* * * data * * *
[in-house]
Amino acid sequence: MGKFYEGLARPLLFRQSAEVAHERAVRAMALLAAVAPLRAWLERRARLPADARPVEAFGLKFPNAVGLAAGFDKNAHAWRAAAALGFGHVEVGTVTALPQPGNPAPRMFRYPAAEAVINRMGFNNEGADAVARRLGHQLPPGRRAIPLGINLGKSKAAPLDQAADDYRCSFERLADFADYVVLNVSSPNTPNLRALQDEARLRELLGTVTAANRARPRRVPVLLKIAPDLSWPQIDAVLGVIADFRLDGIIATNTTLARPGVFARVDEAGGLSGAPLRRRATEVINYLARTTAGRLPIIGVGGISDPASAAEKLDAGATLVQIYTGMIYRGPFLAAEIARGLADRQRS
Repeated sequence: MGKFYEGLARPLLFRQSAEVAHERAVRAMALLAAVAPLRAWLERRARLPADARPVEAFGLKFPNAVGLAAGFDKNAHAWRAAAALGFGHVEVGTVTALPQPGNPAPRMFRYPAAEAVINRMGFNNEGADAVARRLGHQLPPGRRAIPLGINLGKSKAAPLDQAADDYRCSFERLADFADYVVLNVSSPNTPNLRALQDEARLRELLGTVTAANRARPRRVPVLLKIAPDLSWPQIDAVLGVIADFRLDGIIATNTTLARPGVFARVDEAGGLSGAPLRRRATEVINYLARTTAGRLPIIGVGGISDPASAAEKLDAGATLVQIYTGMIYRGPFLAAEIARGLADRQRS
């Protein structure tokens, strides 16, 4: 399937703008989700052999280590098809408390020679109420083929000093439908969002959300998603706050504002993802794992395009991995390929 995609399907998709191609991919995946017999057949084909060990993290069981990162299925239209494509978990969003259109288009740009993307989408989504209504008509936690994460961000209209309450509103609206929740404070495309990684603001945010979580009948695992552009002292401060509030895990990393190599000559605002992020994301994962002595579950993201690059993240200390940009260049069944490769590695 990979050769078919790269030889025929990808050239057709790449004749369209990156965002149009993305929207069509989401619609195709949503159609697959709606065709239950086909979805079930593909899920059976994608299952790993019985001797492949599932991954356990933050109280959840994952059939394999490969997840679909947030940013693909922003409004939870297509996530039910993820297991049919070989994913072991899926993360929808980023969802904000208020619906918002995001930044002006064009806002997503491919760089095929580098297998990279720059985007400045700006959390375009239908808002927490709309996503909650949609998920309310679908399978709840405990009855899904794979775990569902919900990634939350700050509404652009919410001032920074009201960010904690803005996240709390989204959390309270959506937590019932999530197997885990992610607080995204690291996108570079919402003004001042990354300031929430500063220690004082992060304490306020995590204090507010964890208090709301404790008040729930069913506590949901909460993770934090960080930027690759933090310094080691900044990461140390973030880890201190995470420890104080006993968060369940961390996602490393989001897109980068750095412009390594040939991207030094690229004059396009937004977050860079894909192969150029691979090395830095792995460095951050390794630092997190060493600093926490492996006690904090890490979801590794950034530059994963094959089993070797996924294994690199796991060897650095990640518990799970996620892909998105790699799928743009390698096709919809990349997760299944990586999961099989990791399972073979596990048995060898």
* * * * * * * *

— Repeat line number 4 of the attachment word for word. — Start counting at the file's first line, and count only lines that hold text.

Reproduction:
């Protein structure tokens, strides 16, 4: 399937703008989700052999280590098809408390020679109420083929000093439908969002959300998603706050504002993802794992395009991995390929 995609399907998709191609991919995946017999057949084909060990993290069981990162299925239209494509978990969003259109288009740009993307989408989504209504008509936690994460961000209209309450509103609206929740404070495309990684603001945010979580009948695992552009002292401060509030895990990393190599000559605002992020994301994962002595579950993201690059993240200390940009260049069944490769590695 990979050769078919790269030889025929990808050239057709790449004749369209990156965002149009993305929207069509989401619609195709949503159609697959709606065709239950086909979805079930593909899920059976994608299952790993019985001797492949599932991954356990933050109280959840994952059939394999490969997840679909947030940013693909922003409004939870297509996530039910993820297991049919070989994913072991899926993360929808980023969802904000208020619906918002995001930044002006064009806002997503491919760089095929580098297998990279720059985007400045700006959390375009239908808002927490709309996503909650949609998920309310679908399978709840405990009855899904794979775990569902919900990634939350700050509404652009919410001032920074009201960010904690803005996240709390989204959390309270959506937590019932999530197997885990992610607080995204690291996108570079919402003004001042990354300031929430500063220690004082992060304490306020995590204090507010964890208090709301404790008040729930069913506590949901909460993770934090960080930027690759933090310094080691900044990461140390973030880890201190995470420890104080006993968060369940961390996602490393989001897109980068750095412009390594040939991207030094690229004059396009937004977050860079894909192969150029691979090395830095792995460095951050390794630092997190060493600093926490492996006690904090890490979801590794950034530059994963094959089993070797996924294994690199796991060897650095990640518990799970996620892909998105790699799928743009390698096709919809990349997760299944990586999961099989990791399972073979596990048995060898």